We're in Italy! Castelforte, near Naples. It's so exciting being in a new country, with new birds. I love the act of spotting, trying to note as many details as possible, looking in the book and **hopefully** identifying. It makes you look more carefully at each creature you see.
Back home I know all of the regular birds and it's too easy to take them for granted and hardly look at all. Here, that blackbird (or is it a starling?) that's just flown to perch on the parapet of San Giovanni Battista belltower might be a blackbird, but it might be something else... like a blue rock thrush! Monticola solitarius. Dusky blue and black. An especially beautiful bird.
Two black redstarts were up on the tower before, fluttering out and back, out and back, to catch flies and the floating spiders that use silken threads as sails to ride the wind. The male redstart looks shimmery coal black until he turns and you see his rust red tail. The juvenile and non-breeding plumage is a lighter tan grey, still with some of the rust red on tail.
This morning from the balcony a blue tit was on an aerial across rooftops. That seemed strange, such a familiar bird in such an alien setting. A small but bright dab of yellow and blue amongst whitewash and red tiles.
Other familiar birds are feral pigeons, collared doves, magpies and sparrows. Though the the sparrows so far have been tree not house.
From the car yesterday I saw two sparrowhawks, one plunging towards a spooked group of pigeons. At the car hire outside the airport two parakeets were flying far off, long-tailed and squawking, like the ring-necked's in London. Also gulls overhead, no attempt yet to identify.
At the mall (yes, I thought that too, but with eight of us we needed to do a big shop...) crows were chattering around the top of a pylon. Quite a few carrion crows and two their grey-tabarded relatives, though my book doesn't show hooded as being in Italy at all. Carrion and hooded are the same species but two different races, with mostly separate ranges. Interbreeding does occur.
It's not just birds. Plants are new, and insects and reptiles. Lemons are growing and yellowing, prickly pear fruits are reddening, olives are browning. Two geckos suckered vertically outside our kitchen veranda last night. A bat flying through lamplight below and around the balcony. I could slightly hear its squeaking but Eva could hear it better with her younger ears.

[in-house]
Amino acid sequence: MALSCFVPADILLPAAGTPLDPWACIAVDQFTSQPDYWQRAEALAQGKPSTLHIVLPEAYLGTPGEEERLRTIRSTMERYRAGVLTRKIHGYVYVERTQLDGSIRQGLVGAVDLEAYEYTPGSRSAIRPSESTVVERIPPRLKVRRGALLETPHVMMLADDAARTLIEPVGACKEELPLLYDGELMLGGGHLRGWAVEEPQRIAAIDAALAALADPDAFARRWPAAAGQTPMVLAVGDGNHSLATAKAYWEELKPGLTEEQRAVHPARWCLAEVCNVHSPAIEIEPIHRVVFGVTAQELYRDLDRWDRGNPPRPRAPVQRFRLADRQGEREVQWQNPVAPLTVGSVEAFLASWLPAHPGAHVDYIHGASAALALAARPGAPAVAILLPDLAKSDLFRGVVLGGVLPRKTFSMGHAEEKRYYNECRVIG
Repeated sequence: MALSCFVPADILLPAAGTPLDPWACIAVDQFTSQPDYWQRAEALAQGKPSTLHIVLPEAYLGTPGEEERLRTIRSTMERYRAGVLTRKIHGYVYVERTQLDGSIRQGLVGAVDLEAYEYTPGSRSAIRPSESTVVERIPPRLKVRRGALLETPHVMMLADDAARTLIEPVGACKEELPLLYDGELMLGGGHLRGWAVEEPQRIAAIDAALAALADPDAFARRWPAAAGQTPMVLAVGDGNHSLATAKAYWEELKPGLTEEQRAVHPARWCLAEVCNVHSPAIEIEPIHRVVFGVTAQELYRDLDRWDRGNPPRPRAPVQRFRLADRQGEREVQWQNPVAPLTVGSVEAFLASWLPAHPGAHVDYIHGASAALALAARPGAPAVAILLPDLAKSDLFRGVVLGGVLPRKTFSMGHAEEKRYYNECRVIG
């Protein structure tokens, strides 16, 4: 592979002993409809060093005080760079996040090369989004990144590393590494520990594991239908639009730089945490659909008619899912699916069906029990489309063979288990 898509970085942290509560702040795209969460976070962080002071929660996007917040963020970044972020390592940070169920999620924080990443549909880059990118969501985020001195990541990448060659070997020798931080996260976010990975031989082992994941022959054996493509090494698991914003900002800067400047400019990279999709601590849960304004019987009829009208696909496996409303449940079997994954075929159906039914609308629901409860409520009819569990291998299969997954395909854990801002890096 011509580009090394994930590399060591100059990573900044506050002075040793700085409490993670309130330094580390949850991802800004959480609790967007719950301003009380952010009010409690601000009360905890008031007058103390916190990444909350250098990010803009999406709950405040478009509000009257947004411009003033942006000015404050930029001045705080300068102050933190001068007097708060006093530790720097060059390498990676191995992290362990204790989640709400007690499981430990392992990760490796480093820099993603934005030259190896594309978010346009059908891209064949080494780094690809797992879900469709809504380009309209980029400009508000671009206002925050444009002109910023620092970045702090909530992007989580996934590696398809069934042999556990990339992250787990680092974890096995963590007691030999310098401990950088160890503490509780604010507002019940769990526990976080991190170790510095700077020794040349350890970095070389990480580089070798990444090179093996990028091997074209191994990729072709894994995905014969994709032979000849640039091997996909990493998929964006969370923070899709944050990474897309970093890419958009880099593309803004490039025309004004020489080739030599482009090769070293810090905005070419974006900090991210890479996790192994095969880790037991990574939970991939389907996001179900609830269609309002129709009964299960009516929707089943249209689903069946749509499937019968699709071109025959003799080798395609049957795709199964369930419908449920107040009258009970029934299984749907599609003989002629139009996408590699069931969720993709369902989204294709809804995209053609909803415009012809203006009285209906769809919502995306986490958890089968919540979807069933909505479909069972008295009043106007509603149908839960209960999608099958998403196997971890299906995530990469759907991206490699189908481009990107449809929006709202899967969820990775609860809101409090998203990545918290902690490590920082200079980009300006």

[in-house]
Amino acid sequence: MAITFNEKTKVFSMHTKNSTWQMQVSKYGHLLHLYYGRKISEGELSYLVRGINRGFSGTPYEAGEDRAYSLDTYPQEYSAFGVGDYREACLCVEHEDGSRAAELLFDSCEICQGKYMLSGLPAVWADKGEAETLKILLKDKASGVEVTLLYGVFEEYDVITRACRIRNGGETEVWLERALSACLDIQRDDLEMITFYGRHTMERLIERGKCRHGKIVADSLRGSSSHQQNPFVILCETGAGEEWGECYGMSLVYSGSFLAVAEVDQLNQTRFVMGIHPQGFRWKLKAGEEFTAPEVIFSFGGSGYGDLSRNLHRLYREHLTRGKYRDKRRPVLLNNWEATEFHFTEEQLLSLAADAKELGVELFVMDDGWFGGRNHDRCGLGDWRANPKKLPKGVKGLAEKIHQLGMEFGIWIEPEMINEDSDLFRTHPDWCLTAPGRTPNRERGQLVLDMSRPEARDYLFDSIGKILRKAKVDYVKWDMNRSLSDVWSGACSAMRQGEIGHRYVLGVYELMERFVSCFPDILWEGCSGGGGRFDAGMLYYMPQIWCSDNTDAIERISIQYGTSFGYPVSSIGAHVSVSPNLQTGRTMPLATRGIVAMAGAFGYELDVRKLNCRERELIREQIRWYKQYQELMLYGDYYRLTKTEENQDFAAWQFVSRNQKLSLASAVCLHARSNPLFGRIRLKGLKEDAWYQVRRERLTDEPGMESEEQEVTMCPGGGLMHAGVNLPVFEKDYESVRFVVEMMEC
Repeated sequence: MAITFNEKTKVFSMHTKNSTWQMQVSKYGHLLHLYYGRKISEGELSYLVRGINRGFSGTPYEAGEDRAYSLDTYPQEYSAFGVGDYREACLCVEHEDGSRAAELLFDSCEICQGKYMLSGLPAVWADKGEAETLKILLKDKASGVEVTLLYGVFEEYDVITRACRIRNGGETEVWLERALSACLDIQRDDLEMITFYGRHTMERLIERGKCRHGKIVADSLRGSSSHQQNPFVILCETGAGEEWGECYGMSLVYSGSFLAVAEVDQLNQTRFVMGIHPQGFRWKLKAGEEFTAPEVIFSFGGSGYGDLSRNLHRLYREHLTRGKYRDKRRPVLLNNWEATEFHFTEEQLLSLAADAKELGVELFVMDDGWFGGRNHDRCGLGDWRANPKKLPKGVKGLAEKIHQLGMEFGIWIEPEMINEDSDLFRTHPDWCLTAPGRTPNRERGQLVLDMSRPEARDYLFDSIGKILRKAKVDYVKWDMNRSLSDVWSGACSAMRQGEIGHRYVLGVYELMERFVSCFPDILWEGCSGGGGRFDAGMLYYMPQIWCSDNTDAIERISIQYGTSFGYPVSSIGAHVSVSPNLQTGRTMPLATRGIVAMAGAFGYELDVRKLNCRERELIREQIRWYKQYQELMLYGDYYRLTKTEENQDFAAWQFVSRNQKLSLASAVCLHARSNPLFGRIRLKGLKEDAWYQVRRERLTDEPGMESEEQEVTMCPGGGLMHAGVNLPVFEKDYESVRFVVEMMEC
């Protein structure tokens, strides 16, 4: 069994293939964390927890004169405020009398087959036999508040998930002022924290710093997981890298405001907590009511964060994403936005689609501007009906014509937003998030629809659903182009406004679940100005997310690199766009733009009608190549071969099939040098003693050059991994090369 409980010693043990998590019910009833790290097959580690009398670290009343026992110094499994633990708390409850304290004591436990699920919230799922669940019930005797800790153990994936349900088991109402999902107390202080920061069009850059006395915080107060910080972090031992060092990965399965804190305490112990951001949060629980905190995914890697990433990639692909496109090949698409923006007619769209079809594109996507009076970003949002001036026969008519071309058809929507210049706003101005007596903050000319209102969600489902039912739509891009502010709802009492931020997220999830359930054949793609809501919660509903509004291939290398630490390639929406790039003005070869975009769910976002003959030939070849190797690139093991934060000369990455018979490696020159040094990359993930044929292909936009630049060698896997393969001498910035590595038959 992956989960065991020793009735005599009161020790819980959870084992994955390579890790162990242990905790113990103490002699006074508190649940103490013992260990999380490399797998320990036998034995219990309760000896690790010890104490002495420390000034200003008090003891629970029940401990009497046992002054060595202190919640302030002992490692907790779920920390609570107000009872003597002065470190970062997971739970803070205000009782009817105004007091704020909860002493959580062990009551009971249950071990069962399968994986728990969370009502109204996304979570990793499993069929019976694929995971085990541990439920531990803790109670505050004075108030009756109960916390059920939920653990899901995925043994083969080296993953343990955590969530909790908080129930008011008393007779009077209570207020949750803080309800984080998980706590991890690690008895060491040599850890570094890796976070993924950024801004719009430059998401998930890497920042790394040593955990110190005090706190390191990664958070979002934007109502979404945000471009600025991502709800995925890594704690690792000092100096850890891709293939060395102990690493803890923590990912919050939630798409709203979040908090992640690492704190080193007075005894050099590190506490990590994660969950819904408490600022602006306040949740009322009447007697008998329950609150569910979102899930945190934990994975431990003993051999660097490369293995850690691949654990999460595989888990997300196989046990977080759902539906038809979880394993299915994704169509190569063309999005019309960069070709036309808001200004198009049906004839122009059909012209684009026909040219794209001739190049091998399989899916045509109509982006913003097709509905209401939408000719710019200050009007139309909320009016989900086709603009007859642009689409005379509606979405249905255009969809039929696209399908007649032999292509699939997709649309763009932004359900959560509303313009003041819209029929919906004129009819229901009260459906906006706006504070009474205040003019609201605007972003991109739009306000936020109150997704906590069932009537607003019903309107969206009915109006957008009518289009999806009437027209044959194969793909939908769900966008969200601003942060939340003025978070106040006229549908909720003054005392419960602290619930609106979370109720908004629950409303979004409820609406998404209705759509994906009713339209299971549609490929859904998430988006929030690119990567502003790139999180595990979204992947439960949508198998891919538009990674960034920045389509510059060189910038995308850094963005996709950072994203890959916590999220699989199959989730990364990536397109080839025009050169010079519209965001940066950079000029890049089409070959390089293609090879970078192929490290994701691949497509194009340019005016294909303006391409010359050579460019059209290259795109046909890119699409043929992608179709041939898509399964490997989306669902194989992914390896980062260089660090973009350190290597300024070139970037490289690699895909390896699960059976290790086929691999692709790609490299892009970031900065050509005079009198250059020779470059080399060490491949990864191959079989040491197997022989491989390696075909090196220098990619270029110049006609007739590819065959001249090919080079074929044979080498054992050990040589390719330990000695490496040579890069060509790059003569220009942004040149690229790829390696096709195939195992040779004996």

Lizards were scuttling along the walls of a square that we stopped in. Seeking sun to warm bodies of green, brown, yellow scales. They dart, stop-and-start, like a mouse. The kids gave an impromptu performance of 'Crazy Crazy' and Gangnam style in the circle in the square here whilst the more attentive adults watched and I scanned the opposite hillside for birds, hearing what I think were jays. A big patch of ivy flowers (unassuming light green buds) attracted more bees, hoverflies, wasps, flies and ultra-large wasps (some type of hornets?) than we'd ever seen, making more insect noise than we'd ever heard.
There are red admirals and whites and one butterfly with sunshine yellow wings, flame red towards the body, that glided past me, gone before I'd had time to do more than briefly wonder.
Our traditional old Italian mansion is amazing, filled with the family history of its owners. Its view is incredible. Stereotypical Italian rooftop vista, hazy light like a Turner. I think I'm almost feeling relaxed.